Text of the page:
Page Type Page Type: Mountain/Rock
Location Lat/Lon: 53.54072°N / 9.72359°W
Additional Information County: Galway
Activities Activities: Hiking, Scrambling
Seasons Season: Spring, Summer, Fall, Winter
Additional Information Elevation: 2303 ft / 702 m
Sign the Climber's Log

Overview & Getting there

The Maamturks range is one of the main ranges in Connemara, and lies on the opposite side of the Lough Inagh valley from the Twelve Bens.

The Maamochoige-Knocknahillion-Letterbreckaun walk is one of the nicer walks in Connemara, coming in narrowly behind the the Glencloghan Horseshoe in the Twelve Bens in terms of giving a good overview of the Connemara mountains. The walk itself gives the hiker a nice feel for the Maamturks, without traversing the whole range.

To get there, take the N59 Galway-Clifden road. Pass through Moycullen, Oughterard & Maamcross. About 6-7 km after Maamcross, take the Letterfrack road (R344) up through the Inagh valley. Lough Inagh and the Twelve Bens should be on your left as you drive up the valley. About half way up the shoreline of Lough Inagh, take the minor road (signposted Maimeáin) that leads off to the right. There is a number of parking places to the side of that road. Park somewhere near 868 524. In total, from Galway, the drive should take little more than an hour.

The route

Maamochoige Route
Up toward Knocknahillion
To Letterbreckaun
The Route Down
Cross the bog and head for the saddle between Lough Maumahoige and Knocknahillion. Follow the stream that comes down from the south flank of Knocknahillion up to the grassy saddle. As you ascend, to your right, bare cliffs rise sharply up the flanks of Bin idir an dhá Log, the highest of the Maamturks (702m). On the saddle, over a small rise, is the Corrie Lake, Lough Maumahoige, which is well worth a look as it is one of the few of its kind in Connemara. The walk, however, curves up to the left, along a broken quartzite ridge to the summit of Knocknahillion (607m). From there, you should have (depending on the often inclement Connemara weather) good views down toward Lough Inagh and two of the Twelve Bens, Derryclare (677m) and Ben Corr (711m) to the W.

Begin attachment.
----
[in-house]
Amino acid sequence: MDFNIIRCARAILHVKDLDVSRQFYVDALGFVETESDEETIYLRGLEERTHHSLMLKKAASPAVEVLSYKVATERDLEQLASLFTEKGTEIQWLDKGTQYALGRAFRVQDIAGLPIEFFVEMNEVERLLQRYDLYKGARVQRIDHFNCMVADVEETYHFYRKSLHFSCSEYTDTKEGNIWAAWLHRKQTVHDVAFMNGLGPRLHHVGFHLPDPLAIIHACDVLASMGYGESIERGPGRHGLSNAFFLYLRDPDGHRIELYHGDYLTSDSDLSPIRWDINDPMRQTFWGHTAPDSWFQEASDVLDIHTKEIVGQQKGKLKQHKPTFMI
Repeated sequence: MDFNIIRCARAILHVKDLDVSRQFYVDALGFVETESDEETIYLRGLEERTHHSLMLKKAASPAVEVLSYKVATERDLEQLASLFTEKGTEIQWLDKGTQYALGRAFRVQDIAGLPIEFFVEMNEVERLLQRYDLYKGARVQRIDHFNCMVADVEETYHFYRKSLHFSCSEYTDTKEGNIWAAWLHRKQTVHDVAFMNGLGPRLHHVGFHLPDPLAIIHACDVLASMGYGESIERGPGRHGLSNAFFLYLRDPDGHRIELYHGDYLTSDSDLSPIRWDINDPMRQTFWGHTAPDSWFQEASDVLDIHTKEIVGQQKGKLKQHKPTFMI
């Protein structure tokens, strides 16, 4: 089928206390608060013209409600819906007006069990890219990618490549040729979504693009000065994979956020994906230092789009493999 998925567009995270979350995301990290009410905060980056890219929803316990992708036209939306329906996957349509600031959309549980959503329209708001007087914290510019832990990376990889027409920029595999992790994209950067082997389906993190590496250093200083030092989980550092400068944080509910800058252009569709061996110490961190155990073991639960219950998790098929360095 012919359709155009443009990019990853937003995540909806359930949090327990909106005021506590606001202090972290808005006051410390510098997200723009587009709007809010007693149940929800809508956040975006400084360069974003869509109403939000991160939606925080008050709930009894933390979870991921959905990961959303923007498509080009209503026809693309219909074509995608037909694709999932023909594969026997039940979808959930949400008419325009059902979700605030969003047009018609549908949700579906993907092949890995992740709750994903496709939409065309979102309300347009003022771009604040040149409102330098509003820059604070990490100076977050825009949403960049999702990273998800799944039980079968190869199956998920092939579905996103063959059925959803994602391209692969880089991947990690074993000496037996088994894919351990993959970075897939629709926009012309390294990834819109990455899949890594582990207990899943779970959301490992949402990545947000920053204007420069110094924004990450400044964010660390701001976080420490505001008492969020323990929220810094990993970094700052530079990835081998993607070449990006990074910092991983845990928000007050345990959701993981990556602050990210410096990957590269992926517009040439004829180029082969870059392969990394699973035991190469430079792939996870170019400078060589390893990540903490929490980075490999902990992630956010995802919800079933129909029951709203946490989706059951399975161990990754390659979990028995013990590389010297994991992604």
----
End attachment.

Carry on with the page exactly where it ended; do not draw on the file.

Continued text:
The tall round top of Letterbreckaun (677m) stands out noticeably to the NW of Knocknahillion. From Knocknahillion, descend the ridge to the N, and follow the curve around toward the NW to the top of Letterbreckaun, passing two small lakes on your left. There is a clear line of stone cairns indicating the route, which is part of the larger Maamturks Walk. On a clear day from Letterbreckaun, there are good views of the Twelve Bens to the W, Ben Gorm (700m) to the N, and Killary fjord and Mweelrea (814m), to the NW.

From Letterbreckaun, descend back the way you came to the first Col, and from there, descend the valley down to the SW. Follow the stream down to the Western Way, and from there, follow the trail SE to the road, and from there, to your car.

The walk should take about 4-5 hours and is a great opportunity to get a nice flavour of Connemara in general and the Maamturks in particular. Another nice hike in the ‘Turks is the Failmore horseshoe, but I haven’t got around to compiling a page on that yet.

Red Tape

View back to Knocknahillion


The Bens
There are a number of campsites, B&Bs etc in the general area. There's an An Oige Hostel (Ban lettery Hostel) down the road toward the twelve bens, which is cheap and cheerful, and can serve as a base for the Twelve and the Turks.

Maps & Books

Maamturks range
OS Map Discovery Series #37, Galway-Mayo

Best Irish Walks, (3rd ed.) by Joss Lynam, published by Gill & Macmillan, gives a fine description of 75 different routes in Ireland including this one, and I am indebted to the information in the book for guiding me on many a day.


As evidenced by the photographs, taken over the space of three hours, the weather in Connemara is ever-changing, with four seasons often experienced in one hour, let alone one day. No matter how good the day looks from the road, always ensure to bring a fleece and good waterproof gear, as it is often quite cold and wet. A map and compass are essential too as mist and fog can often sweep in from the Atlantic, reducing visibility to a minimum.

Though the 'Turks are are rather a small range of mountains, people have been known to have serious accidents up there, so use your cop-on when heading up.